• Therapeutic Horseshoeing: If your horse is having problems staying sound, a farrier that specializes in therapeutic shoeing may be able to help your horse. For lame horses that require corrective shoeing will need special shoes and shoeing techniques to help them stay sound. It is very import when searching for a horseshoer in your area that you make sure they have the credentials and references to work on your crippled or lame horse. While a lot of farriers may be certified they are not all specialists in therapeutic horseshoeing. The therapeutic specialists generally only work with horses that have lameness issues and they have gained extensive knowledge through training and experience. It takes years of experience horseshoeing and lots of education with bio mechanics and studying the way a horse moves to do a good job. If you have a problematic soundness problem with your horse it is imperative that you use a specialist that can help your horse.

Aloha MI Farrier Services for Performance Horses

  • Rope Horses
  • Barrel Horses
  • Cutting Horses
  • Reining Horses
  • Draft Horses
  • Dressage Horses
  • Gaited Horses
  • Ranch Horses
  • Western Pleasure
  • Hunters

Types of Horseshoes Commonly Used by Farriers in Aloha

There is a wide variety of horseshoes available today. Here are some of the most popular types:

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  • Heart Bar Shoe: When a horse has laminitis, this type of shoe is used. This horseshoe features a central triangular projection that covers the frog. Although the most common use of this shoe is for foundered horses, there are many other applications for this shoe. Using a heart bar shoe requires knowledge and skill. If an unexperienced farrier happens to apply too much pressure on the frog, it could cause pain to the horse. On another note, if a farrier does not apply enough pressure to the frog, the shoe will not be effective and the horse will continue to lose blood to the hoof capsule. Once again, it is very important that the heart bar be applied properly so it promotes blood flow in the hoof. 
  • Eggbar Shoe: The eggbar is commonly used when a horse has contracted or under-run heels. Farries apply eggbar shoes on horses that have low or collapsed heels and need 360 degrees of support. While this shoe can be abused by many farriers, when fit correctly to the hoof by a educated farrier, it can work wonders on a horse with bad feet.
  • Bar Shoe: A well designed horseshoe that offers support to the heel and frog spreading the weight evenly throughout the foot. A horse that needs extra support for the hoof capsule will need a bar shoe. Most farriers will agree that this is the best type of shoe for horse with quarter cracks, thin-soled horses, or any horse that needs extra support. Many horses who have had tendon or ligament injuries will often do really well in a bar-shoe until they are healed up. Expert farriers and veterinarians do like to use the bar shoe for a variety of hoof related problems. Additionally, a bar shoe is a favorite because it can prevent future hoof issues.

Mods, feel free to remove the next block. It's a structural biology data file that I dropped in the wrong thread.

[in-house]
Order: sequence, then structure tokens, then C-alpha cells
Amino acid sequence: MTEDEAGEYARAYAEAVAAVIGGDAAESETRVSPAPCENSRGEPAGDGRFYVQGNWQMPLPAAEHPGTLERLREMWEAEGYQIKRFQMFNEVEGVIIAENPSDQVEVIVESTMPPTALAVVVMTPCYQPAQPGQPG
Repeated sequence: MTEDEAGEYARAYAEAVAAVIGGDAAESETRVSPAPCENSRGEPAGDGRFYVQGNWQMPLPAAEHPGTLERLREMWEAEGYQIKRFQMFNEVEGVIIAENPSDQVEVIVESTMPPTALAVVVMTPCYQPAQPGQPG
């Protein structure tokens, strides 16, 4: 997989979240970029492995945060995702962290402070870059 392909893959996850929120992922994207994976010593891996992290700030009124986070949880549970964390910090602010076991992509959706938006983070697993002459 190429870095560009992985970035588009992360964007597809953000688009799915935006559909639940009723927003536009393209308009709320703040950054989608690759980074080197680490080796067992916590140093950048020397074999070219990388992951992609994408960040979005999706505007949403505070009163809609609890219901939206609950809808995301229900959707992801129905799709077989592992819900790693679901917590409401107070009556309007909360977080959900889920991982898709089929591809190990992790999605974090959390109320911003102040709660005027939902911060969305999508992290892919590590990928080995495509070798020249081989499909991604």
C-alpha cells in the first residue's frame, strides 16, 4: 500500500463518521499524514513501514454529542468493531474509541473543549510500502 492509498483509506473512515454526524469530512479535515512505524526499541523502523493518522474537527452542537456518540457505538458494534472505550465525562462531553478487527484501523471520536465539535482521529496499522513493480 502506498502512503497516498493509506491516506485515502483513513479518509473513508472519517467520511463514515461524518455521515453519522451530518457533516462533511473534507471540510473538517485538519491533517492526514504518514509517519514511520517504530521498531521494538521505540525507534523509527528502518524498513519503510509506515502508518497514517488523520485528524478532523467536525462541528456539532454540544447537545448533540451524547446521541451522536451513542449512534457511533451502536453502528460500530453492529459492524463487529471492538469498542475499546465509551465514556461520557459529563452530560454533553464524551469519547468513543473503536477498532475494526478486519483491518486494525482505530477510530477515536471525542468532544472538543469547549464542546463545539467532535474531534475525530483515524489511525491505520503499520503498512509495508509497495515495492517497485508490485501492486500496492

• Rolled Toe Some farrier belive this type of shoe can be helpful in removing leverage from the hoof capsule and other structures. This particular shoe is useful when trying to bring break over back on a horse. This kind of horseshoe is ideal for horses on dirt and moving fast such as barrel racing. This shoe provides a roll in the toe to ease motion and reduce stress on the hoof and leg decreasing the chance of injury. Every farrier should know how to properly place a rolled toe onto a horseshoe and apply it to their everyday work for the horses who need it.
  • Shoes with Clips: Depending upon the area you live in, the use of toe clips and quarter clips can be good or not. Quarter clips, also called side clips, prevent the shoe from twisting sideways on the foot; toe clips prevent the foot from sliding forward off the shoe. When using a regular shoe, the hoof and shoe move slightly. In just a short amount of time, this can lead to a horse losing a shoe. Clips are meant to help keep the shoe in place. In order to ensure the least amount of friction between the horseshoe and the hoof, using clips is recommended by some farriers. It is important for farriers using clips to make sure the shoe is adjusted correctly; this just makes the job look neat and professional. Clips are a good thing, if your expert suggests them, do not be quick to shy away from the idea, trust their educated opinion.
  • Racing Plates: All race horses will need race plates. Farriers who work at the racetrack specialize in race plates. This type of horseshoe is made out of aluminum allowing for the lightest weight. Also because race horses need extra traction, race plates also have a toe grab for racing on all surfaces and conditions.
  • Polo Shoes: When competing in the sport of polo, it is crucial that your farrier used polo shoes that are carefully engineered to offer better traction, turns, and breakover. A lot of farriers do understand how dangerous the sport of polo can be. They will use only the best horseshoes offering the best safety benefits.
  • Wedge Pads and Wedged Shoes: For horses with contracted heels or an under run heel, using wedged shoes and wedge pads is highly recommended. The main reason for using wedges is so that the horse will be correctly aligned in his joints, tendons, and ligaments. Without this corrective shoe, the horse may become lame. Your horseshoer in Aloha will have knowledge in how to properly apply pads for a horse. The seriousness of your horse's condition will dictate the degree of wedge needed for your horse.

Aloha Horse Farrier

We encourage horse owners to employ a well-qualified professional for all hoof care. A highly-skilled farrier in Aloha Michigan will be able to recognize and help you determine if your horse needs shoes or not. Some people never have their horses shod and feel like riding them barefoot is more natural. Depending on how you use your horse this will be a topic you want to discuss with a The best place to get advice is from an expert, these people work with horses daily and can give you some very valuable insight. Many people can be improperly influenced by people who do not really understand the anatomy of a horse. When hoof issues come up, or you see something on your horse's hoofs that looks out of the ordinary, it is always best to get an opinion from an educated farrier or local veterinarian.

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For Your Convenience, Michigan Horse Farrier Services Can Be Found in These Locations

Marquette : Manistique : Belknap : Cross Village : Hubbard Lake : Elmira : Carp Lake : Kearney : Alba : Lost Lake Woods : Conway